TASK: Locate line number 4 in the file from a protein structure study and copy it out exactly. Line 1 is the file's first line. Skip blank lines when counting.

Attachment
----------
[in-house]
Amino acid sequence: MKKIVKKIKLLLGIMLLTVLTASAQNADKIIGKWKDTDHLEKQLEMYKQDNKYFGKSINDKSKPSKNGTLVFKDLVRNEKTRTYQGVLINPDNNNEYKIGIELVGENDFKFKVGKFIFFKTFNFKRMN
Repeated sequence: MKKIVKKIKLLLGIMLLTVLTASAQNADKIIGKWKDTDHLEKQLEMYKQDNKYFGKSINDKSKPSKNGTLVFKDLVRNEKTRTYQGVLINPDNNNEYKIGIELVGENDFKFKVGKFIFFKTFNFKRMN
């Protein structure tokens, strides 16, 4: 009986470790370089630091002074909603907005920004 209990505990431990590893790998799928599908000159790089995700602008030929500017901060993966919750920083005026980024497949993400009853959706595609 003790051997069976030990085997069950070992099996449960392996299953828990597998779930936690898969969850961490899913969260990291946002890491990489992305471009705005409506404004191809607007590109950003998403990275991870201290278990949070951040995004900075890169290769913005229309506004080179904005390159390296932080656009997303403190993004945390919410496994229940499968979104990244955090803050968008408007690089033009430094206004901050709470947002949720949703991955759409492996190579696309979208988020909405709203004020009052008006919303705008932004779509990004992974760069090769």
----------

């Protein structure tokens, strides 16, 4: 009986470790370089630091002074909603907005920004 209990505990431990590893790998799928599908000159790089995700602008030929500017901060993966919750920083005026980024497949993400009853959706595609 003790051997069976030990085997069950070992099996449960392996299953828990597998779930936690898969969850961490899913969260990291946002890491990489992305471009705005409506404004191809607007590109950003998403990275991870201290278990949070951040995004900075890169290769913005229309506004080179904005390159390296932080656009997303403190993004945390919410496994229940499968979104990244955090803050968008408007690089033009430094206004901050709470947002949720949703991955759409492996190579696309979208988020909405709203004020009052008006919303705008932004779509990004992974760069090769």